Cam advice wanted

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autopar3000

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Hey Guys,

I have the top end of my motor apart and I happened to notice that two of the cam lobes are wiped clean. I have no idea what the specs are on this dead cam, but it did the job for me and I was pretty happy with it. So now I need some advice on what cam I should get, and I'm pretty ignorant when it comes to cam specs. Hopefully you guys can help. Here's my setup:

-1978 318 .30 over
-small valve 360 heads with just a bit of a cleanup done in the bowl.
-Stock type piston (yes, down in the hole at TDC).
-Mr Gasket thin gaskets will be going back on it (to hopefully make up for the super low compression a little bit)
-LD340 intake (will probably upgrade to a performer soon).
-Carter 625 cfm carb.
-Headers going into 2.5" dual exhuast.
-Mopar orange box ignition
-904 trans with a shift kit and about a 2200 stall converter.
-3.23 gears in a sure grip 8 3/4 rear end.
-Electric fan.

I'm pretty much looking to make maximum power, with a slight (very slight) leaning towards torque over horsepower. It should have a good bump at idle, but at the end of the day it's a street car so it doesn't see high rpm situations all that often. But when I do get into the upper reaches of the rpm range, I still want it to go pretty good.

Soooo... ideas?

Thanks,
Mike
 
Your compression will probably be dead on 8.1. I would run something like the Comp 256.
 
Im kinda in your situation, and have a comp xe268 going in my small block dart to replace the 0701 voodoo cam in it. 9.5 flat tops, performer rpm, 650 eddy, 3.23 with a 727 and a Coan 2500. This is what the comp tech recommended, should be installed next tuesday, will let you know.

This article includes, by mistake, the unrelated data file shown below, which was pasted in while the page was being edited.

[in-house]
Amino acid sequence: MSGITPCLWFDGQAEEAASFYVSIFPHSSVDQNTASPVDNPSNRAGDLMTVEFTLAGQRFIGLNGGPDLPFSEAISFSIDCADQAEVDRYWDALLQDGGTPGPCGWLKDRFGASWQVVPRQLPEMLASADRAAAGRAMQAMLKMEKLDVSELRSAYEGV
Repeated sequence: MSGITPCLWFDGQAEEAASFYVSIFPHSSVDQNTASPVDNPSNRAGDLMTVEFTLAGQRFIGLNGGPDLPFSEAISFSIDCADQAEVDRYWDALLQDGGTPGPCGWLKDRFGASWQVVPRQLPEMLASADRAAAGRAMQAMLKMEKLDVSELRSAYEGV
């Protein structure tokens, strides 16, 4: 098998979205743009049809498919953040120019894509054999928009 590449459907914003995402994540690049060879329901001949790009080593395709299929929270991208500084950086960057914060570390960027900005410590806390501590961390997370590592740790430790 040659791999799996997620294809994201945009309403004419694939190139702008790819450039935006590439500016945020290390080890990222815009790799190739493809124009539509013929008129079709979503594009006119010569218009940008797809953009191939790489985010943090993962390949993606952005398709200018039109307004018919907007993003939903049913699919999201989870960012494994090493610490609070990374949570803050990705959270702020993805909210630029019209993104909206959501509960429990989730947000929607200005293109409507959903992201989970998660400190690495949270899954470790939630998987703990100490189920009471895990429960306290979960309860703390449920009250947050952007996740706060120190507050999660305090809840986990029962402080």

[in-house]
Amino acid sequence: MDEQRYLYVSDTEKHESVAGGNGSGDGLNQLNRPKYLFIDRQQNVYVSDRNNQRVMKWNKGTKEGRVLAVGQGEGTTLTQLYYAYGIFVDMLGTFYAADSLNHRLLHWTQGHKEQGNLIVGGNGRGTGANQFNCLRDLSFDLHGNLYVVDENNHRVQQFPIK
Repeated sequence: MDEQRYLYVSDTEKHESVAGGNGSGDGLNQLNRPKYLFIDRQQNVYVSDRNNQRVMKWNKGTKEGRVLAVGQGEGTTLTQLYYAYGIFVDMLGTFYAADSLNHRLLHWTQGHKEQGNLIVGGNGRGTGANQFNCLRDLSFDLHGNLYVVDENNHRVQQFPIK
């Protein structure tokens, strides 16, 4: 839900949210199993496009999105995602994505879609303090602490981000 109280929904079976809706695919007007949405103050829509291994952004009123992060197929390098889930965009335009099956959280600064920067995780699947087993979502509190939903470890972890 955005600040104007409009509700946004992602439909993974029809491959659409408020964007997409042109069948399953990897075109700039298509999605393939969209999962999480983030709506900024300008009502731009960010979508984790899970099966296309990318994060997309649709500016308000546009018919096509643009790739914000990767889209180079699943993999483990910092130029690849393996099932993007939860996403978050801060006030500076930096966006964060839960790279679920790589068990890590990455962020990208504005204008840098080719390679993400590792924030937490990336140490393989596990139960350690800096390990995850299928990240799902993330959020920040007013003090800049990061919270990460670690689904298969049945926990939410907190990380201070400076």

If you're 'just' changing the Camshaft, make sure you check the Valve Spring Pressure first.

If the Valve Spring Pressure is around #250 lbs. @ 1.20" Spring Height with the Valve Open, the
Compu-Cam XE-262 would also fit nice with that combination.

Lift............................ .462"/.470"
Duration..................... 262*/270*
Duration @ .050" Lift... 218*/224"

This Camshaft has an excellent response, and is a pretty good Cam for 'Mileage' as well.

The 'ramp' design is not too radical, and the Cam kicks in nicely at 1300 RPM's for
quick Low-End Torque.

Works fine with a Stock Converter, or +300 RPM over Stock Stall Converter.

Alot of guys call this Camshaft the 'Stock 340' "PLUS"

Works fine with 3.23 Gears, but is a Dynamite Street Cam with {3.55 or 3.91} Gears,
Headers and a Good 'Carburetor and Intake'.
 
.....and while you are in there changing the cam, don't forget to take the engine apart, clean everything, inspect everything, replace the oil pump, etc....If you wiped 2 lobes on the cam, those metal shavings are now running around inside your engine doing all kinds of damage....just sayn.